When I returned from my trip overseas, I went to my local Coles grocery store to get a few essentials to keep me going. I came out with one bag and $52 worse off. All I bought was a few veggies and some meat.
Now I'm working for myself (more on this soon) something has to change! It's important to me to continue eating well, but I've got to cut my food costs. I've therefore spent the last few weeks doing a $50 weekly food challenge. Where I live in Australia, this is quite a challenge. Food is expensive here. Before I started this challenge I'm ashamed to say I had no idea how much different vegetables and cuts of meat cost.
It's not been easy, but I've managed to stick $50 a week – and I've kept it paleo. Here's what I've been doing:
I'm lucky to live near an independent greengrocers, a butcher, an Aldi and a Coles supermarket. When I worked in the corporate world I would do almost all of my shopping in Coles because it was quick and easy. Now I incorporate all three in my daily morning walk, so I can check out the prices and see what's in season and on special offer. As I walk, I don't buy much each time I go and I make sure I'm always getting the best price. It's amazed me how much prices differ for the exact same vegetables – perhaps even from the same farm! For example I can get a whole cauliflower for $2 from the greengrocer. Or spend $3.98 on a cauliflower at Coles.
Look for specials
I've noticed every few days there are different specials in my local Coles. This week for example, Broccoli is on sale for $1.oo a kilo (2.2 pounds). It would normally be about $3 a kilo – so this is incredibly cheap. I therefore have a fridge full of broccoli at the moment – and am on the look out for broccoli recipes to use it all in! I always keep my meal plans flexible enough to take advantage of good deals like this.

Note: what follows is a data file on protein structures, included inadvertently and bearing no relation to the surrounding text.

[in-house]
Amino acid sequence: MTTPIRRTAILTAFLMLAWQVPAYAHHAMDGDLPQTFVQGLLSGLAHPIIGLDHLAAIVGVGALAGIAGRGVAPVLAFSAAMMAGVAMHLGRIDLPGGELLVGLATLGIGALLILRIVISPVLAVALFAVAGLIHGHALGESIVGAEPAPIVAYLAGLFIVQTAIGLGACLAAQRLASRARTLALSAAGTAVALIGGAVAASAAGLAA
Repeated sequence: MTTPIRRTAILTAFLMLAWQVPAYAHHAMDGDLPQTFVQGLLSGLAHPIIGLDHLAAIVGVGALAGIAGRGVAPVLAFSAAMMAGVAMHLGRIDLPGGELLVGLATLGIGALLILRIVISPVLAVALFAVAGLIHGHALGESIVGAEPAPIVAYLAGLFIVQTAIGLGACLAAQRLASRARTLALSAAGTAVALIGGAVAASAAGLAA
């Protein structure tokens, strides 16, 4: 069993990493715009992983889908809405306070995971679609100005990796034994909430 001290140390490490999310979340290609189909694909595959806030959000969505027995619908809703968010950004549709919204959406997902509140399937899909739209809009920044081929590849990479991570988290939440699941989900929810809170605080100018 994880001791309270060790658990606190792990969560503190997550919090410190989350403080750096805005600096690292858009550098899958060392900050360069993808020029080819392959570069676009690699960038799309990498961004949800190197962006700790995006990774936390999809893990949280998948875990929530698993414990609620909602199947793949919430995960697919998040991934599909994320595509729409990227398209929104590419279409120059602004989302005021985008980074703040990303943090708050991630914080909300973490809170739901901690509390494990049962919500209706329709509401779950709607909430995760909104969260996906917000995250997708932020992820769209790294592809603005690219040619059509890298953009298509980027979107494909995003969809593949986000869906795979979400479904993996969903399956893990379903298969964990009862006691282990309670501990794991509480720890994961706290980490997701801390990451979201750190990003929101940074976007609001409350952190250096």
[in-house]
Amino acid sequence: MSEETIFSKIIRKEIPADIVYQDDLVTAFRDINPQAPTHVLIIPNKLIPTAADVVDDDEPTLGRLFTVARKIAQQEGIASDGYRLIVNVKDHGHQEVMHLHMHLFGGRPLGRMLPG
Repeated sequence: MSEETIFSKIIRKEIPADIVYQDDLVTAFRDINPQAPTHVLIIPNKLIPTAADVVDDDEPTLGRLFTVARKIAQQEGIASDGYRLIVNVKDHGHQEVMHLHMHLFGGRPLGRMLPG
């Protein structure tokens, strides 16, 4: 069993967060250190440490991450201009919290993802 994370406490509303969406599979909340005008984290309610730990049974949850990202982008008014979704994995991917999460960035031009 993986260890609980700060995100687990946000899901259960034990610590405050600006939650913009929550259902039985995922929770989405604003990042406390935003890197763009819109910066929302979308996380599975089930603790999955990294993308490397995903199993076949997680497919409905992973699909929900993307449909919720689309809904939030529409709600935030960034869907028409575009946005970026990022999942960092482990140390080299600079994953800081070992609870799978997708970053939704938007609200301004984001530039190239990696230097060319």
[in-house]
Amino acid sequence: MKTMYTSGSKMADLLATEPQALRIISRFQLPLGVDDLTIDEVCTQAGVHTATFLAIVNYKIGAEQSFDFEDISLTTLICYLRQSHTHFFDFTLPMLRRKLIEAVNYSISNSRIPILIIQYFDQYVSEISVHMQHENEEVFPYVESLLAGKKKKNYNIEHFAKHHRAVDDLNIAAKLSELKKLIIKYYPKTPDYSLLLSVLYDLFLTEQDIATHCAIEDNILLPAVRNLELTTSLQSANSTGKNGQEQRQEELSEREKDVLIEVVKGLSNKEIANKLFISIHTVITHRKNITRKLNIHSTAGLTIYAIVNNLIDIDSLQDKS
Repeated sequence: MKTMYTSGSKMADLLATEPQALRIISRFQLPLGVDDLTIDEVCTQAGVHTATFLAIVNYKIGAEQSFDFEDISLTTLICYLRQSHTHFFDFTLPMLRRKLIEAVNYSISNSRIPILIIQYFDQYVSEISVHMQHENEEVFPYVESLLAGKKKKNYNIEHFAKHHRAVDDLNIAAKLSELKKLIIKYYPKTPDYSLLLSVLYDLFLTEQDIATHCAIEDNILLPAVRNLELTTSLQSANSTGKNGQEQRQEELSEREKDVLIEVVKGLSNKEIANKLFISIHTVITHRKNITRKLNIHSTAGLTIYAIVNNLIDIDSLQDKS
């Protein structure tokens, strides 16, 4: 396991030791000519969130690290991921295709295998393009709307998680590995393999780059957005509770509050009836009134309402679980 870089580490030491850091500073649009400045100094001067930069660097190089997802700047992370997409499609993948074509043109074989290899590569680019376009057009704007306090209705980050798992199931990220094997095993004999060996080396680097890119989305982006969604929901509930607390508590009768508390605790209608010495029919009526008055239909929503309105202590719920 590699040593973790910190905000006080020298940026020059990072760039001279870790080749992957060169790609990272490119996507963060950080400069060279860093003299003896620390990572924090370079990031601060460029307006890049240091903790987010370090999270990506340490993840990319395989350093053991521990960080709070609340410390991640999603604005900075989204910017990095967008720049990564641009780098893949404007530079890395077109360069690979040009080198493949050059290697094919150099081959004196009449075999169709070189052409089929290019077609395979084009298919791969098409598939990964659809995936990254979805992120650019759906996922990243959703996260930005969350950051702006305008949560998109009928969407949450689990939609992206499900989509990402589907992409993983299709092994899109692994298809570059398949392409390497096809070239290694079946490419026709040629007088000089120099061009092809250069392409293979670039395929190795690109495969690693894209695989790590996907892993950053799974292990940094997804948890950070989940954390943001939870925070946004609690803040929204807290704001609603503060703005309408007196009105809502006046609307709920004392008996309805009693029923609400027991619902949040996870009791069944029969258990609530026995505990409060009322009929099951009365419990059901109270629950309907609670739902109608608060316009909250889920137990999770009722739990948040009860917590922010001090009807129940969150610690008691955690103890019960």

Buy reduced to clear
I've also noticed everywhere I shop has reduced produce every day. I've got some great deals on packets of vegetables on their “use by” date and significant reductions on meat too. I cook fresh everyday, so it makes no difference whatsoever if it's close to the use by date.
Buy different cuts of meat
I used to buy (what I now realise are) premium cuts of meat and poultry. I'd spend $10 buying two chicken breasts – I now buy a whole chicken for about the same. Not only do I get two chicken breasts, but I get the rest of the bird – and a couple of extra meals out of it for free. It's so easy to roast a chicken.
Buy nutrient dense
With $50 to spend I don't bother buying things like lettuce, which I don't consider very nutrient dense or filling. Instead I'd rather buy veggies like kale and spinach that give far more nutrients per cent.
I used to buy avocados all the time. I didn't really look at the price. They're $2.98 EACH! I don't buy avocados at the moment. As soon as they are in season and the prices become more sensible, I'll add them back into my diet.
Try a different way
I've also started doing a few things differently. Instead of buying expensive dark chocolate, I buy a few grapes when they're on special and freeze them (if you've not tried frozen grapes – do this!). Instead of using coconut oil to roast veggies in or cook a stir fry with, I use the fat I get from the meat I cook.
I'd save so much money if I bought barn eggs and cheap ground mince meat. But there are some things I won't compromise on – I won't buy ground meat or non free-range chicken or eggs. I'd love to buy all of my vegetables organic, but I just couldn't do that for under $50 a week unfortunately.
Everything I buy, I try to stretch as far as I can. The chicken I roast will do several meals, then the bones will make a stock. I add yesterdays stir fry leftovers to some eggs to make a frittata for breakfast. I make my extra veggies into a soup and freeze it in batches for later.
I'd love to hear any tips you have for getting more out of my $50 weekly food budget. How much do you spend on food each week? I'd love to hear your views in the comments below.